A new advertising campaign from razor-maker Gillette has attracted a firestorm of both support and criticism online for its implicit support of the MeToo movement.
Gillette unveiled its campaign Sunday, when a nearly two-minute-long video was posted to the brand’s YouTube page.
The advertisement shows images of boys and men engaging in bullying and other harassing activities, as a narrator intones that such behaviours have persisted for “far too long” and that it is time for men to move beyond “the same old excuses” and change how they act.
“Something finally changed, and there will be no going back,” the narrator says, as footage plays of MeToo-related news reports.
The video was accompanied by a website explaining Gilette’s new campaign “The Best Men Can Be” – a play on its longtime slogan “The Best a Man Can Get.”
On the website, Gillette explains that it created the campaign because it believes it has a role to play in influencing cultural perceptions.
“As a company that encourages men to be their best, we have a responsibility to make sure we are promoting positive, attainable, inclusive and healthy versions of what it means to be a man,” the website reads.
“From today on, we pledge to actively challenge the stereotypes and expectations of what it means to be a man everywhere you see Gillette.”
The campaign has gone viral. The YouTube video had been viewed more than three million times by Tuesday morning, while an accompanying tweet had nearly 50,000 retweets and more than 120,000 likes.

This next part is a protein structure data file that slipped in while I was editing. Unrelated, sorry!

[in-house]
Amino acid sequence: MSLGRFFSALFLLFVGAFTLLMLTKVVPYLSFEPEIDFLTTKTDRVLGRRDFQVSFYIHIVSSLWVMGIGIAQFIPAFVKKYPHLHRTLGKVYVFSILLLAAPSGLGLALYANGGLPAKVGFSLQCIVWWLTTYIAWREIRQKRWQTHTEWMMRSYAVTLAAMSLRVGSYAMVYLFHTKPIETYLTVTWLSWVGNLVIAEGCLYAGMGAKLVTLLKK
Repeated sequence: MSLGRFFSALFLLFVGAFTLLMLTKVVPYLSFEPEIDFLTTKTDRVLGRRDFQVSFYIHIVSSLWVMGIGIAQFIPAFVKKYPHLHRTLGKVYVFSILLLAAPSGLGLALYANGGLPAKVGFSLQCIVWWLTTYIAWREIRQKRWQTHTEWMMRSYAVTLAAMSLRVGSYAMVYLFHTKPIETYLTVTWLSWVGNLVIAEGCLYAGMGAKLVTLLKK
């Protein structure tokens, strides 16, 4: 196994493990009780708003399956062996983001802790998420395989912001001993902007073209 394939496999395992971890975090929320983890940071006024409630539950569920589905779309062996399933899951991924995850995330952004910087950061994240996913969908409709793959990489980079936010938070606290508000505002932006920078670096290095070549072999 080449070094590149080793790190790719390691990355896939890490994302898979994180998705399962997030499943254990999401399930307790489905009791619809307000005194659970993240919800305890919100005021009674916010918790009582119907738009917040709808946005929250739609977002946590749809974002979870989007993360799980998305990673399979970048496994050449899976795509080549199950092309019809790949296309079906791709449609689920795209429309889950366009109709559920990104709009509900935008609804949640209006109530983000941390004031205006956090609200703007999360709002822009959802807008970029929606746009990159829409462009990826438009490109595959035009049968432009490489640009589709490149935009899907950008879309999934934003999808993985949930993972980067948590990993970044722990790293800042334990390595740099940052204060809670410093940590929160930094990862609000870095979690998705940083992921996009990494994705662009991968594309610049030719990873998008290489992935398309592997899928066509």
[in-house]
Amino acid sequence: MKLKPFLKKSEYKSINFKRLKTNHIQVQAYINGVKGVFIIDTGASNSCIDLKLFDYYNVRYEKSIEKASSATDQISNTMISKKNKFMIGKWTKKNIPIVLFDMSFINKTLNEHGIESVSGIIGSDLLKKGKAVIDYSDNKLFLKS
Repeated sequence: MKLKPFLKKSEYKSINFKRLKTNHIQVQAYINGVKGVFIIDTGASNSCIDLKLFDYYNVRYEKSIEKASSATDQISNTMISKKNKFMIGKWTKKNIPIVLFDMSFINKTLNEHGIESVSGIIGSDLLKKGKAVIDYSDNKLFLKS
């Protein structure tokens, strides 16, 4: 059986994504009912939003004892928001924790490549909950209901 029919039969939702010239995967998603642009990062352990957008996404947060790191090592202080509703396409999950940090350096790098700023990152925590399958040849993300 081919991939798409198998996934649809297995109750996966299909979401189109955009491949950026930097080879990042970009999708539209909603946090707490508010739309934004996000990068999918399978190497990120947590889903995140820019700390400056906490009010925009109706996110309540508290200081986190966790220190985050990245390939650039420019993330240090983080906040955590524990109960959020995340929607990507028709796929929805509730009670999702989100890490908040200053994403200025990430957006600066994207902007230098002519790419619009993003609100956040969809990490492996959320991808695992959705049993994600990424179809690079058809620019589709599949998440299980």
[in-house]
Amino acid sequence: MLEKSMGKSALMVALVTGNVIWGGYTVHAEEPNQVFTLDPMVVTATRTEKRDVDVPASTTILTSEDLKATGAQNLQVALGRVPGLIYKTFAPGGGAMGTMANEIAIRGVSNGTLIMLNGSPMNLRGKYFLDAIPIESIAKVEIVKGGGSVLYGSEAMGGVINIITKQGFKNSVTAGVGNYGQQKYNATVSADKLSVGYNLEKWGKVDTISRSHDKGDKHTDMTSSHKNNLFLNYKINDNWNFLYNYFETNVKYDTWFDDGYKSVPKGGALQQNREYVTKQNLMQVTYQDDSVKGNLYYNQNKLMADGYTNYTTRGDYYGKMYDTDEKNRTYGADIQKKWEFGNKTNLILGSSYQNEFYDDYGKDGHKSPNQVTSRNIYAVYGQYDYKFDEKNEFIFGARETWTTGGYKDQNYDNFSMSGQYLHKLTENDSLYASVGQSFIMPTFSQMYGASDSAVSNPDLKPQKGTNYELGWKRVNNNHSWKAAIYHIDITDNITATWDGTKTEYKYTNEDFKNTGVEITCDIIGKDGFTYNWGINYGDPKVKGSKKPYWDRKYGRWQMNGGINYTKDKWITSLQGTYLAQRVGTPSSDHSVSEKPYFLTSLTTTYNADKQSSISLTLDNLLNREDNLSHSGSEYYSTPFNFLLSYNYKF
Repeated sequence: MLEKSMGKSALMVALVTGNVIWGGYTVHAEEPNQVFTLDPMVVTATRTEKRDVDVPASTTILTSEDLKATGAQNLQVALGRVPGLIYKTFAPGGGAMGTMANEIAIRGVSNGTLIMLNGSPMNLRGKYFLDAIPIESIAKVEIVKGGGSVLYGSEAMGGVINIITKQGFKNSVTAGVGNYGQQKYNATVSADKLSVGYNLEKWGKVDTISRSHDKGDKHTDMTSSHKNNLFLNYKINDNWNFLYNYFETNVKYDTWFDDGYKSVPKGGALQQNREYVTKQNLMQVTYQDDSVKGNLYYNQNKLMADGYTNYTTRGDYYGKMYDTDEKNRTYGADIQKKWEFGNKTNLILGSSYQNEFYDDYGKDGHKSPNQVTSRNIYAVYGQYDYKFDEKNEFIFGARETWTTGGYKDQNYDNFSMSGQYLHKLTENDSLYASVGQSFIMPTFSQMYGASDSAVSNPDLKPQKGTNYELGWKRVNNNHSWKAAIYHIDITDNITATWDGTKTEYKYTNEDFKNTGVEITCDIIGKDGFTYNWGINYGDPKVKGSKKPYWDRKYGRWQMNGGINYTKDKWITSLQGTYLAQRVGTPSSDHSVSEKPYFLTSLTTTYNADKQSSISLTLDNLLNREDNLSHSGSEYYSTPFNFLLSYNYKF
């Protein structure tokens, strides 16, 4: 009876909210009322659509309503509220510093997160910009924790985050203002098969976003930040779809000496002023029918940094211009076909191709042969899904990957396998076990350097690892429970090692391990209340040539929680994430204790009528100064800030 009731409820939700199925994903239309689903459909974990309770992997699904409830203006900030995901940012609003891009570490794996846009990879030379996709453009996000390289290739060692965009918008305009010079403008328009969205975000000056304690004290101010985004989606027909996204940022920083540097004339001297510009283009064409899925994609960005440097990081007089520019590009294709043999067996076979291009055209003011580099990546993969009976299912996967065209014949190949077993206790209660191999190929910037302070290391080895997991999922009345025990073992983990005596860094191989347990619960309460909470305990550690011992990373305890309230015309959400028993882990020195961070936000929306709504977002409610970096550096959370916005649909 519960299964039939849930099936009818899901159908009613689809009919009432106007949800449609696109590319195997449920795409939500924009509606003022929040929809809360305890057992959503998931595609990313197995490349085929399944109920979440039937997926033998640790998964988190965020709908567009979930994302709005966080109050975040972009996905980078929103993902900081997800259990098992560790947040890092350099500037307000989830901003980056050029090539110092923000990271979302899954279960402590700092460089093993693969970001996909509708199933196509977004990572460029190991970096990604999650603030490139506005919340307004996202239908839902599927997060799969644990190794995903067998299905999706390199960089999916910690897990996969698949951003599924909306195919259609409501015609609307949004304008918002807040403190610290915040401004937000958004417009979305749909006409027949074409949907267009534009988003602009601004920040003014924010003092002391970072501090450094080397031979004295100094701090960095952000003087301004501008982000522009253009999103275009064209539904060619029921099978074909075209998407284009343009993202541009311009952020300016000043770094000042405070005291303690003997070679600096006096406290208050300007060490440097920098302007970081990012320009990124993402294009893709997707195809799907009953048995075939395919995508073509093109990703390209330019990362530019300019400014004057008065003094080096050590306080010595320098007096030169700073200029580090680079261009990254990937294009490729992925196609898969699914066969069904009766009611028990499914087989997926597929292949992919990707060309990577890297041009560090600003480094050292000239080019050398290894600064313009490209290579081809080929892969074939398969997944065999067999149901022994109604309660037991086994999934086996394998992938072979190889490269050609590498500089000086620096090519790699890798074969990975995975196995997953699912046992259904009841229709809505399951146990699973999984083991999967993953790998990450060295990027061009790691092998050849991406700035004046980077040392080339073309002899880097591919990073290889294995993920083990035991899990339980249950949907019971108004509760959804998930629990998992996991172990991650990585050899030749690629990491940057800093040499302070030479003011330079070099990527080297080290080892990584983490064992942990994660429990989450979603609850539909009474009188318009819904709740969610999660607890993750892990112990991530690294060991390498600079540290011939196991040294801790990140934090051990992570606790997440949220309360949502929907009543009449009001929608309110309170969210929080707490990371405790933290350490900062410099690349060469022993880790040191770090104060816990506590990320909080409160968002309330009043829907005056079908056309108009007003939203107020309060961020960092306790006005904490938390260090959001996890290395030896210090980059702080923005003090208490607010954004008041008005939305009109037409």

There has also been a significant negative reaction to the campaign. This is particularly evident on YouTube, where as of Tuesday morning the video’s 56,000 likes were dwarfed by its nearly 300,000 dislikes.
“Congrats on being tone deaf to your audience and society at large. Time to get your ad execs out of their elitist ivory tower echo chamber,” one YouTube user commented.
“Sorry, but you’ve lost another customer. 25 years of loyalty lost because you let politics in to an advert for razors. Bye bye,” wrote another, who identified himself as Craig Adamson.
Other YouTube users called for a boycott of Gillette and all products from parent company Procter and Gamble.
Reaction was more mixed on Twitter, with some users saying they would never purchase Gillette products again and others saying they would now go out of their way to do so.
Even a former New York City police commissioner weighed in. Bernard B. Kerik, who was convicted of tax fraud after leaving office, called the ad “pretty insulting” and said he would think about switching away from Gillette razors.
Gillette says its commitment to redefining masculinity will include US$3 million in donations over three years to non-profit agencies in the U.S. working “to inspire, educate and help men of all ages achieve their personal ‘best’ and become role models for the next generation.”
I'm sorry for being an "evil" man with testosterone that makes me have male behaviors. Although they are not the ones that appear in your radical feminist ad, I swear never to buy Gillette or Procter & Gamble (Duracell, oral b, braun) again.— Igualitarista (@ujerte) January 15, 2019
Disgusting and very poor form.
Will not be buying your products again as do not support left wing political meddling
THANK YOU @Gillette! Us men need to do better, teach our children to do better, and expect better from our friends and colleagues! Being masculine is more about protecting others from harm than promoting doing harm to others. How do people not get this?— Clifford Burton (@bigdogred84) January 15, 2019
Thank you for this, @Gillette. Although I never shave my body hair due to my feminist principles, I’m going to start buying your razors anyway in order to support your brave work.— Titania McGrath (@TitaniaMcGrath) January 14, 2019
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